That Day Now: Shadows Cast by Hiroshima
Changing Project Room Of Curated Objects And Original Works
Yutaka Sho, Susannah Sayler, and Edward Morris + Students in a collaborative studioSyracuse University, Departments of Architecture and Transmedia, and the Everson Museum of Art
“It is not that what is past casts its light on what is present, or what is present its light on what is past; rather, image is that wherein what has been comes together in a flash with the now to form a constellation.” -Walter Benjamin
On August 6, 1945, the United States dropped an atomic bomb on Hiroshima, Japan, killing as many as 200,000 people, severely injuring countless more and immediately raising the specter, still with us, of total annihilation. Three days later Nagasaki, Japan suffered the same fate. The impact of these bombings on the way we view the world cannot be understated. Historian Robert Jay Lifton has written: “You cannot understand the twentieth century without Hiroshima.”
Yet, how exactly do we regard Hiroshima (understood not only as referring collectively to both the bombings of Hiroshima and Nagasaki, but also all such possible catastrophes to come), particularly as it fades in cultural memory? How can we find its present urgency? This exhibition is one humble attempt to grapple with this difficult question. It takes the form of a project room that will undergo three transformations between August 19 and November 26.
For the first phase of the exhibition (August 19-October 18), Syracuse University Professors Yutaka Sho, Susannah Sayler, and Edward Morris have curated images and objects from Syracuse University and Everson collections that were created in 1945, the year that bombs were dropped on Hiroshima and Nagasaki. None of these images and objects were made with Hiroshima specifically in mind. Some of them relate directly to the war; some of them do not. Together, however, they form a montage made from the artifacts of history and bear upon the spirit of the times in a way that could not be accomplished by a direct or literal treatment. The montage needs to be activated with reflection. These images and objects are paired with a panoramic image of Hiroshima in ruins, a clock that only runs when visitors are in the gallery (activated by a motion sensor), an image of one of the many permanent so-called nuclear shadows, and a reproduction of one of the monumental Hiroshima Panels (painted by Iri and Toshi Maruki, collaborative husband and wife artists who lost many relatives in the attack). Together, these materials form the sort of constellation that Benjamin articulates in the quotation above.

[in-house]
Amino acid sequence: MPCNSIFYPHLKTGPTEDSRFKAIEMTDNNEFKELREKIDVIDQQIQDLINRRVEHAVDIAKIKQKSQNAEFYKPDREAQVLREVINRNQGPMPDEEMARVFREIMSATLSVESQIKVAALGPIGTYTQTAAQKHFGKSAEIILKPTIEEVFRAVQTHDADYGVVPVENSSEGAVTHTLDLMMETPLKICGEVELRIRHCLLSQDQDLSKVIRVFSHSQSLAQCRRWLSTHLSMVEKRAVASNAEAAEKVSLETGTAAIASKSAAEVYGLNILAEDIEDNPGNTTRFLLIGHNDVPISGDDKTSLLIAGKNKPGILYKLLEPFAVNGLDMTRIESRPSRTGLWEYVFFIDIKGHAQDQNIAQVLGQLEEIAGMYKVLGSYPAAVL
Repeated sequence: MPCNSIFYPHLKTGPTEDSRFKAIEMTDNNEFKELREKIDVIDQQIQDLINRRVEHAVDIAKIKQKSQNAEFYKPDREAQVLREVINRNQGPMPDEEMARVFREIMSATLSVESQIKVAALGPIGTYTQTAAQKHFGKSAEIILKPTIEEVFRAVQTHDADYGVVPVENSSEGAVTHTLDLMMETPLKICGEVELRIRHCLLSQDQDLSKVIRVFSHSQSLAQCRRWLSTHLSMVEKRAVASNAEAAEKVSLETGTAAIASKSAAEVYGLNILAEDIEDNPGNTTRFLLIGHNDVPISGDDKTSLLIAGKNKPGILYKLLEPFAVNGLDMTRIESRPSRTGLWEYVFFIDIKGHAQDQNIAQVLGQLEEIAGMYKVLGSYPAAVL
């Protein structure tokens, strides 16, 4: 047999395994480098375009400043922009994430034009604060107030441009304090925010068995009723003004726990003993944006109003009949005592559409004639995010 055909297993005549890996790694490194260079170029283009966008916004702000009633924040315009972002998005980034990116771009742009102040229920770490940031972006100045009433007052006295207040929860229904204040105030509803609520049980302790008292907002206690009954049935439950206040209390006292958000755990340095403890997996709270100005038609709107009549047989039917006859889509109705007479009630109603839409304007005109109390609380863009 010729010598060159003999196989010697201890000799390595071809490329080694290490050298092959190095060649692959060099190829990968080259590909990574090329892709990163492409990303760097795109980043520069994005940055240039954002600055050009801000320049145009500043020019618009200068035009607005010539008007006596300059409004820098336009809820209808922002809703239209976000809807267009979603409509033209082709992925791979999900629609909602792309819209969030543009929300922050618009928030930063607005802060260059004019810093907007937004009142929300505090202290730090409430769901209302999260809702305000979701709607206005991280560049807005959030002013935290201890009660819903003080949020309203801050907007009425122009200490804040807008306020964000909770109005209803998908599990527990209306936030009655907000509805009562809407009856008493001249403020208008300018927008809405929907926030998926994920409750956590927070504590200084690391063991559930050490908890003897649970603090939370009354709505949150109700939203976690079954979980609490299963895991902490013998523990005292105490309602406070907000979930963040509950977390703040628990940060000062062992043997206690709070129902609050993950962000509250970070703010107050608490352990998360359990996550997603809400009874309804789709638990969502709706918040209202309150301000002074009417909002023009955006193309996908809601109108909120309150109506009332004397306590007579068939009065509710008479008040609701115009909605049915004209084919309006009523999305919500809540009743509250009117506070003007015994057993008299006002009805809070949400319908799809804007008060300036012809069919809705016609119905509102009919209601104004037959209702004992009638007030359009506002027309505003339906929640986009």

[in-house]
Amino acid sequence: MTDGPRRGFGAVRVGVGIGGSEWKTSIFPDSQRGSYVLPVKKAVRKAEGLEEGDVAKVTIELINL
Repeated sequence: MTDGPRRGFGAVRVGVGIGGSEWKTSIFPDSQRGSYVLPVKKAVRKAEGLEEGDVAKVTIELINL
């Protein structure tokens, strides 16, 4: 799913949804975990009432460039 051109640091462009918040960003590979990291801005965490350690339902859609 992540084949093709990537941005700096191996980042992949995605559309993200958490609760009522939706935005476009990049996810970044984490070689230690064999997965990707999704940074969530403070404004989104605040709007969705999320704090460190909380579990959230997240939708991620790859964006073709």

Students in a studio class taught by Professors Sho and Morris will continue to transform the exhibition in two additional phases, opening on October 18 and November 16 respectively.
The exhibition is part of a larger program at Syracuse University and other locations in the city that centers around a visit in October of one survivor from Hiroshima, Keiko Ogura. Ms. Ogura was eight years old when the bomb fell, and she has since become the official A-bomb storyteller for the city of Hiroshima and tireless advocate for peace and nuclear nonproliferation—issues that have gained an unexpected urgency in recent months.
Boris Artzybasheff. The Headless Horseman, 1945. Gouache on illustration board18 ¼ x 13 ¾ inches. Courtesy of the SU Art Galleries
Ei’ichi Matsumoto. Shadow of Solidier and Ladder on a Wooden Wall (Nagasaki—4,400m from the hyopocenter), 1945. Photograph. Image adapted by Sayler / Morris and Yutaka Sho. Courtesy of the Hiroshima Peace Memorial Museum and Asahi Shimbun
That Day Now: Open Conversation with Ms. Keiko Ogura
October 26, 5:30 – 6:30pm
Free with Museum Admission
Members’ Council Gallery
Join us for a discussion with public speaker and Hiroshima survivor Ms. Keiko Ogura.